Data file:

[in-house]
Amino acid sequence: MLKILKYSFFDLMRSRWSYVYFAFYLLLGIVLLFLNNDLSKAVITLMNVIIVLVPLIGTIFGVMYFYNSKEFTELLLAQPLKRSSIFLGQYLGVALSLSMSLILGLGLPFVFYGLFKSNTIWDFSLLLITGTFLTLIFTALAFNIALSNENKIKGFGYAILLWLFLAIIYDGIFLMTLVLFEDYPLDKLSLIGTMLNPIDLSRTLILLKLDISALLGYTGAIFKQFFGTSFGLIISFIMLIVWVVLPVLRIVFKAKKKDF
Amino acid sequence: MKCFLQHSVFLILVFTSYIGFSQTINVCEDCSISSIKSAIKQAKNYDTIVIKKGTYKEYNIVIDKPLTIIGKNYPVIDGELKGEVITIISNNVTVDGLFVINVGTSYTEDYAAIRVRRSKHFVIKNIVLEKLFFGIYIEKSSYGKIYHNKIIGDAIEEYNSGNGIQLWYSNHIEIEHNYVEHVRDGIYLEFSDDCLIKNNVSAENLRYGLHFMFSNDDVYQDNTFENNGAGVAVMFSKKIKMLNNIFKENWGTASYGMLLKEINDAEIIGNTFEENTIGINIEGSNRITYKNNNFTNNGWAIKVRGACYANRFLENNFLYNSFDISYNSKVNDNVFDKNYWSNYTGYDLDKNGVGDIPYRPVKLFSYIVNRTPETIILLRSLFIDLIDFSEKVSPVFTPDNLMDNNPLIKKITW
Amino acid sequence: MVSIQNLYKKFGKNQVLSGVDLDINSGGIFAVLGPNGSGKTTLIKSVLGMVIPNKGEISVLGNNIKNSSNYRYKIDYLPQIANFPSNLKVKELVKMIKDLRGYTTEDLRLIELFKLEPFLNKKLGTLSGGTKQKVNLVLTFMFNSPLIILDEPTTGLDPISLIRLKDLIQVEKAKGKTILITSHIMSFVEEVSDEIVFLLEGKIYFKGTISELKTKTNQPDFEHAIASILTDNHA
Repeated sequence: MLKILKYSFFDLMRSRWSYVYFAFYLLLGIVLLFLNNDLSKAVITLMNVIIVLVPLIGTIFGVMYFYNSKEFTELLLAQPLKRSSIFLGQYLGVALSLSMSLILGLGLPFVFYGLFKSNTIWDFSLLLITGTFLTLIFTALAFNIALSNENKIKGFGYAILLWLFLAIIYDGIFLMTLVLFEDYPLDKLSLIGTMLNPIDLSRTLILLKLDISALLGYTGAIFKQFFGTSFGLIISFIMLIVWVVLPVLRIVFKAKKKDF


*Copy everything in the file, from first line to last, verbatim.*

[in-house]
Amino acid sequence: MLKILKYSFFDLMRSRWSYVYFAFYLLLGIVLLFLNNDLSKAVITLMNVIIVLVPLIGTIFGVMYFYNSKEFTELLLAQPLKRSSIFLGQYLGVALSLSMSLILGLGLPFVFYGLFKSNTIWDFSLLLITGTFLTLIFTALAFNIALSNENKIKGFGYAILLWLFLAIIYDGIFLMTLVLFEDYPLDKLSLIGTMLNPIDLSRTLILLKLDISALLGYTGAIFKQFFGTSFGLIISFIMLIVWVVLPVLRIVFKAKKKDF
Amino acid sequence: MKCFLQHSVFLILVFTSYIGFSQTINVCEDCSISSIKSAIKQAKNYDTIVIKKGTYKEYNIVIDKPLTIIGKNYPVIDGELKGEVITIISNNVTVDGLFVINVGTSYTEDYAAIRVRRSKHFVIKNIVLEKLFFGIYIEKSSYGKIYHNKIIGDAIEEYNSGNGIQLWYSNHIEIEHNYVEHVRDGIYLEFSDDCLIKNNVSAENLRYGLHFMFSNDDVYQDNTFENNGAGVAVMFSKKIKMLNNIFKENWGTASYGMLLKEINDAEIIGNTFEENTIGINIEGSNRITYKNNNFTNNGWAIKVRGACYANRFLENNFLYNSFDISYNSKVNDNVFDKNYWSNYTGYDLDKNGVGDIPYRPVKLFSYIVNRTPETIILLRSLFIDLIDFSEKVSPVFTPDNLMDNNPLIKKITW
Amino acid sequence: MVSIQNLYKKFGKNQVLSGVDLDINSGGIFAVLGPNGSGKTTLIKSVLGMVIPNKGEISVLGNNIKNSSNYRYKIDYLPQIANFPSNLKVKELVKMIKDLRGYTTEDLRLIELFKLEPFLNKKLGTLSGGTKQKVNLVLTFMFNSPLIILDEPTTGLDPISLIRLKDLIQVEKAKGKTILITSHIMSFVEEVSDEIVFLLEGKIYFKGTISELKTKTNQPDFEHAIASILTDNHA
Repeated sequence: MLKILKYSFFDLMRSRWSYVYFAFYLLLGIVLLFLNNDLSKAVITLMNVIIVLVPLIGTIFGVMYFYNSKEFTELLLAQPLKRSSIFLGQYLGVALSLSMSLILGLGLPFVFYGLFKSNTIWDFSLLLITGTFLTLIFTALAFNIALSNENKIKGFGYAILLWLFLAIIYDGIFLMTLVLFEDYPLDKLSLIGTMLNPIDLSRTLILLKLDISALLGYTGAIFKQFFGTSFGLIISFIMLIVWVVLPVLRIVFKAKKKDF